There are too many ways to Google on Android – The Verge

After agitating to get Google to bring its best apps from iOS to Android, I was gratified to see last month that Gboard, Google’s excellent iPhone keyboard, made the jump. Then I used it on my Pixel and discovered that it’s inferior to the iOS version. Google, on its own phone, built a bad Google experience.

Which got me to thinking and made me realize something: the Google experience on Google’s phone is confusing and often bad. Back when I reviewed the Pixel, I noted that there are four different ways to do a basic Google search on it — all of which have slightly different behaviors. But I undercounted! Now, with Gboard, there are at least seven different ways to do a broad Google search on the Pixel. And that doesn’t count other searches — like Maps or Email or YouTube — that are also technically using Google’s search engine.

So I documented all these different ways of searching Google on Android, to point out their various foibles. The TL;DR is this: there are a lot of ways to search Google on Android but they all give you slightly different results, which means the whole thing can make you feel a little lost.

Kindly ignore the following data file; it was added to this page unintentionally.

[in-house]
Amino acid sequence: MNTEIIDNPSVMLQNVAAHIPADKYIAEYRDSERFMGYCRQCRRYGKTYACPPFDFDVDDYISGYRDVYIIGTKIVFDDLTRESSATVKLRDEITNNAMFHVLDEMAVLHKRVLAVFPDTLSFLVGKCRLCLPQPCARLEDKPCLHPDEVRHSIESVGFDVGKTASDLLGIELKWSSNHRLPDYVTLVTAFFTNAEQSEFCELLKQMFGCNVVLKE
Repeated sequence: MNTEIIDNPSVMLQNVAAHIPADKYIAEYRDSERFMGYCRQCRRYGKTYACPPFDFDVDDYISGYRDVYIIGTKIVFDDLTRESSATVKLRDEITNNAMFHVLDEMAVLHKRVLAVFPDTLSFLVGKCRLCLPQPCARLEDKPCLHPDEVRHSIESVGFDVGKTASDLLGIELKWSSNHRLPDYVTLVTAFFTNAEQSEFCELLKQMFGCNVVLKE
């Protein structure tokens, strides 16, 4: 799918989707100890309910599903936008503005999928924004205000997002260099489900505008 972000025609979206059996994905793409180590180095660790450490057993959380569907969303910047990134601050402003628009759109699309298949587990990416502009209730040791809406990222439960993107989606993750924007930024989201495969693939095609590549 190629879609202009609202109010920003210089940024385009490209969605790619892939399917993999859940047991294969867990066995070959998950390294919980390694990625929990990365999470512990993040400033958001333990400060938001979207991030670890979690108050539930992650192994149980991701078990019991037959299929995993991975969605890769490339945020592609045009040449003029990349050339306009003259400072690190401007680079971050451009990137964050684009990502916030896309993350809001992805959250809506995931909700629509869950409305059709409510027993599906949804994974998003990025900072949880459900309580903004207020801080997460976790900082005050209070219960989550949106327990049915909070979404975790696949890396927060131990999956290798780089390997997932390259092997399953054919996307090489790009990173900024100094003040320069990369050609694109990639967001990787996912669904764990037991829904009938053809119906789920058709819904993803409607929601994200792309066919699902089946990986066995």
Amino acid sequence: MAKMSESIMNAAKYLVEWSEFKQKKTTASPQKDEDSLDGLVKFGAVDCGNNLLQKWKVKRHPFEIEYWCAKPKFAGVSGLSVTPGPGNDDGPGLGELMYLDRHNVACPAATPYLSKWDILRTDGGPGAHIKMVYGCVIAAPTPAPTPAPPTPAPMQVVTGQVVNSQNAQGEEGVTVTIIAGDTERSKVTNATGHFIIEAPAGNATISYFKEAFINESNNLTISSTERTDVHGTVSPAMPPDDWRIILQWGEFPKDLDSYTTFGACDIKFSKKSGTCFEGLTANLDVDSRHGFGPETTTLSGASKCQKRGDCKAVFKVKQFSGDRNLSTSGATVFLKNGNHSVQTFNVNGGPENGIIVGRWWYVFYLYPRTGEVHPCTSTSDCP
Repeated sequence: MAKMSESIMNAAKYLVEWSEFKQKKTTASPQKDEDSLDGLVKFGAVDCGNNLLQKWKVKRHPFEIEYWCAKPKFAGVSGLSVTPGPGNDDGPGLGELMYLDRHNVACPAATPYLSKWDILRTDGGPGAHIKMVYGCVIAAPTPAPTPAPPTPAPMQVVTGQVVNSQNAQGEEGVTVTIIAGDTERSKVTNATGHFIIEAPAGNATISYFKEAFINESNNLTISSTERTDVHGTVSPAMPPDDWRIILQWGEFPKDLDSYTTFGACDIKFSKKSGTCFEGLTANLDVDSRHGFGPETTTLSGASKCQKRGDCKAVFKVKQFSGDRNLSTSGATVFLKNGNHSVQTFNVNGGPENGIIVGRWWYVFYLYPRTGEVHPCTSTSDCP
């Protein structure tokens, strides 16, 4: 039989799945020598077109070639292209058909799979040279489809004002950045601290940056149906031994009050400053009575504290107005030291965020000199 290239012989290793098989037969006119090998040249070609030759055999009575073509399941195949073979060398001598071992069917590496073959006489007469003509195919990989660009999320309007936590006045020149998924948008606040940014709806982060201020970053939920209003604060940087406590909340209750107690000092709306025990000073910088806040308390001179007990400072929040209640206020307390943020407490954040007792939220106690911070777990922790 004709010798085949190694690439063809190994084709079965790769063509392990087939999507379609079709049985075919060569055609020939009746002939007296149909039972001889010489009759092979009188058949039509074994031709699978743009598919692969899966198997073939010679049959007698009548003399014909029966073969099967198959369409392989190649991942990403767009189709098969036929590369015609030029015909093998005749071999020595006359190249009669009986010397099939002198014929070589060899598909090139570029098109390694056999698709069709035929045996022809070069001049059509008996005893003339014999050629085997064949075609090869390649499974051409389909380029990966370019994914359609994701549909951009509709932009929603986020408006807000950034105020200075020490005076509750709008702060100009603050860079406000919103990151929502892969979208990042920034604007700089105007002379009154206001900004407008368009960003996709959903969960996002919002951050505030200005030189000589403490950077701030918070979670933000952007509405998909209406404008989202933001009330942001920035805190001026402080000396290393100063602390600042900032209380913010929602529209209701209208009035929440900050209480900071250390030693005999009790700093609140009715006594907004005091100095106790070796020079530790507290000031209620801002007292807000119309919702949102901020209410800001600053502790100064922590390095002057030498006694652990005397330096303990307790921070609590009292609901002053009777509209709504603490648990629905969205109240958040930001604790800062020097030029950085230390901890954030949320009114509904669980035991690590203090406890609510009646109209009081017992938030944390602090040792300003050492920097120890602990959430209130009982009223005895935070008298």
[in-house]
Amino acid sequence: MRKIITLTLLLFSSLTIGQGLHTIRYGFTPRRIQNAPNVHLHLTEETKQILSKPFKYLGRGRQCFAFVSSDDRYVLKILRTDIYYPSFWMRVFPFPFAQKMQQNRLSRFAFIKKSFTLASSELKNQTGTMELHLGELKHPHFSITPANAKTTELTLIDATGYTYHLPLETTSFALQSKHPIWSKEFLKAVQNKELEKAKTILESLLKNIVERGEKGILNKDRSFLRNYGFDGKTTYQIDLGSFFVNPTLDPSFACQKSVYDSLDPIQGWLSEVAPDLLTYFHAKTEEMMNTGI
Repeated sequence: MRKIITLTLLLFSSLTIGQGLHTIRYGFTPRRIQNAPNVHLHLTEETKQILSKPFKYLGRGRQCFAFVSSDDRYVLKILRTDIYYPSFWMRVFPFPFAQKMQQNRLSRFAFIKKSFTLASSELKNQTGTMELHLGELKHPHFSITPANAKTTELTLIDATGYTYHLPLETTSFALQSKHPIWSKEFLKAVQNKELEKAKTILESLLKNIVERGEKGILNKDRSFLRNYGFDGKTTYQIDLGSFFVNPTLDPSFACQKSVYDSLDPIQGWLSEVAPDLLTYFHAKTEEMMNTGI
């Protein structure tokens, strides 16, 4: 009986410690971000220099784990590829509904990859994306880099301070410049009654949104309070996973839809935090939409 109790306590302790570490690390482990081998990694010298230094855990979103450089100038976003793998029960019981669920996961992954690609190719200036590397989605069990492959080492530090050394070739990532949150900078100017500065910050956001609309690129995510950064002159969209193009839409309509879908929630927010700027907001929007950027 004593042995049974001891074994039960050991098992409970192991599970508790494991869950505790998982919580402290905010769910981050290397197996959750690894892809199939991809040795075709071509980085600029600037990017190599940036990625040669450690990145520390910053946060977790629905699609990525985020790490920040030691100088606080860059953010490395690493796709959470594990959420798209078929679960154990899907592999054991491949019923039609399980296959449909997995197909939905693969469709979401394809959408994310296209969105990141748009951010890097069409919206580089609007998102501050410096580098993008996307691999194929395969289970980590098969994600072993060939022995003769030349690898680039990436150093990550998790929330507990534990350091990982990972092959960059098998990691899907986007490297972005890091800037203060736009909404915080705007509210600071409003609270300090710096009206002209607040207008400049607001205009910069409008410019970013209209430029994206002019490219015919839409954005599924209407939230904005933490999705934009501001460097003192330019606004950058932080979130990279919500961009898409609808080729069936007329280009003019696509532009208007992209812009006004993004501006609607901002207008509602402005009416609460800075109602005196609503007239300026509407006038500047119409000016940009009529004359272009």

1: The Good ol’ G button

This is the way most people will access Google search. On the Pixel, it’s a single button with Google’s new G on it (and a little visual indicator that you can swipe right to see more Google stuff). On other Android phones, it’s a full search bar. Whatever it looks like, theoretically the experience is basically the same:

  1. Tap
  2. Type (or hit the microphone and dictate)
  3. Get a bunch of results you can click on

Easy peasy, except that when those results pop up, you’re in for a slightly odd experience. These results technically appear in the Google App, which is different than just using Google in the Chrome browser.

When you tap on a result, it opens up in a new window that is basically an independent, standalone screen. You can hit a menu item to open it in Chrome, or just close the window, or hit the “Recents” button to see all your app windows — including your search. Some stuff you’d expect to work just plain doesn’t — for example, you can’t open results in multiple tabs by long-pressing.